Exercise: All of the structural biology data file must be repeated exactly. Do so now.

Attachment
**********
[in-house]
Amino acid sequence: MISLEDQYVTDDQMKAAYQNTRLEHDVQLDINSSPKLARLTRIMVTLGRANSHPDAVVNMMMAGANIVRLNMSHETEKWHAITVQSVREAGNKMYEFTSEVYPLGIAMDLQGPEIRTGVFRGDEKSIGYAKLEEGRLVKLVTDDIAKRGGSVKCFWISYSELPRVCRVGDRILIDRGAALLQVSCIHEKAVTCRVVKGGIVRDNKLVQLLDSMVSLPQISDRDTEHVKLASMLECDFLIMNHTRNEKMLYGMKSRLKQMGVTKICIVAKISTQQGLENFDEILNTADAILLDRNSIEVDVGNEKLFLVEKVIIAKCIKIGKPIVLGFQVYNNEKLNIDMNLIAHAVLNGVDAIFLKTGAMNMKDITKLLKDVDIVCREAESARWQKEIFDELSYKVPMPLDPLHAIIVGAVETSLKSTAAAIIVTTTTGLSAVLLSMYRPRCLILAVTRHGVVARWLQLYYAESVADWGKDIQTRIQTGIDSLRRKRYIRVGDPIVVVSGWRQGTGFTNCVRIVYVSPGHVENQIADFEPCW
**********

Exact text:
[in-house]
Amino acid sequence: MISLEDQYVTDDQMKAAYQNTRLEHDVQLDINSSPKLARLTRIMVTLGRANSHPDAVVNMMMAGANIVRLNMSHETEKWHAITVQSVREAGNKMYEFTSEVYPLGIAMDLQGPEIRTGVFRGDEKSIGYAKLEEGRLVKLVTDDIAKRGGSVKCFWISYSELPRVCRVGDRILIDRGAALLQVSCIHEKAVTCRVVKGGIVRDNKLVQLLDSMVSLPQISDRDTEHVKLASMLECDFLIMNHTRNEKMLYGMKSRLKQMGVTKICIVAKISTQQGLENFDEILNTADAILLDRNSIEVDVGNEKLFLVEKVIIAKCIKIGKPIVLGFQVYNNEKLNIDMNLIAHAVLNGVDAIFLKTGAMNMKDITKLLKDVDIVCREAESARWQKEIFDELSYKVPMPLDPLHAIIVGAVETSLKSTAAAIIVTTTTGLSAVLLSMYRPRCLILAVTRHGVVARWLQLYYAESVADWGKDIQTRIQTGIDSLRRKRYIRVGDPIVVVSGWRQGTGFTNCVRIVYVSPGHVENQIADFEPCW